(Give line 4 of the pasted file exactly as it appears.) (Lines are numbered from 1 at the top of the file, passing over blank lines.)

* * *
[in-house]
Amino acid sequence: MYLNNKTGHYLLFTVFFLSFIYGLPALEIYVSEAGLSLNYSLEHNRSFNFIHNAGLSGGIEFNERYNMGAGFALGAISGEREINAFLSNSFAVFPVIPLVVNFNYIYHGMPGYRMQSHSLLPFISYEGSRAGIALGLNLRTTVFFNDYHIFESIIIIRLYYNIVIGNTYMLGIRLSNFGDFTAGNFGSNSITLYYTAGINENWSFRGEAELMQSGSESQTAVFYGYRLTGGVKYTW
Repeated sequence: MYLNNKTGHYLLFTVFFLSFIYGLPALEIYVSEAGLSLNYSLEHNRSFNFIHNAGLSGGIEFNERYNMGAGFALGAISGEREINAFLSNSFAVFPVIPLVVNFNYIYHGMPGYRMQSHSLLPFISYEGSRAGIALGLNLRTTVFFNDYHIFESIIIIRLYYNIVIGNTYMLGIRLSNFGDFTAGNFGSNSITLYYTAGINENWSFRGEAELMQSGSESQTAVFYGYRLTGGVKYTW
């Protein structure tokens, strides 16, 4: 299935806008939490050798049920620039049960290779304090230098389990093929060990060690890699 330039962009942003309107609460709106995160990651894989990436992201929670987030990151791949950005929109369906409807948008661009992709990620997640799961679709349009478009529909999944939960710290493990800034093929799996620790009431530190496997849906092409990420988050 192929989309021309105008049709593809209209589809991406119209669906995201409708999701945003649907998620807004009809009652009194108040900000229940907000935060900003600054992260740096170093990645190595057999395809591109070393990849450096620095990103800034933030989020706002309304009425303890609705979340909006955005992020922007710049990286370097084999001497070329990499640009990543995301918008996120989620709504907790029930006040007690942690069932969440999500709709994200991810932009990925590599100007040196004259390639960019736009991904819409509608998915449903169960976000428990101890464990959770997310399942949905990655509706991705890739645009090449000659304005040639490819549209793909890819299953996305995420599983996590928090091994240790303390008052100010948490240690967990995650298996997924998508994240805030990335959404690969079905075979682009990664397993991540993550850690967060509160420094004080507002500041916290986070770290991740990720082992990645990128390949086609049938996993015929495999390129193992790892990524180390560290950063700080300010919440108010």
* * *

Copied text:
């Protein structure tokens, strides 16, 4: 299935806008939490050798049920620039049960290779304090230098389990093929060990060690890699 330039962009942003309107609460709106995160990651894989990436992201929670987030990151791949950005929109369906409807948008661009992709990620997640799961679709349009478009529909999944939960710290493990800034093929799996620790009431530190496997849906092409990420988050 192929989309021309105008049709593809209209589809991406119209669906995201409708999701945003649907998620807004009809009652009194108040900000229940907000935060900003600054992260740096170093990645190595057999395809591109070393990849450096620095990103800034933030989020706002309304009425303890609705979340909006955005992020922007710049990286370097084999001497070329990499640009990543995301918008996120989620709504907790029930006040007690942690069932969440999500709709994200991810932009990925590599100007040196004259390639960019736009991904819409509608998915449903169960976000428990101890464990959770997310399942949905990655509706991705890739645009090449000659304005040639490819549209793909890819299953996305995420599983996590928090091994240790303390008052100010948490240690967990995650298996997924998508994240805030990335959404690969079905075979682009990664397993991540993550850690967060509160420094004080507002500041916290986070770290991740990720082992990645990128390949086609049938996993015929495999390129193992790892990524180390560290950063700080300010919440108010």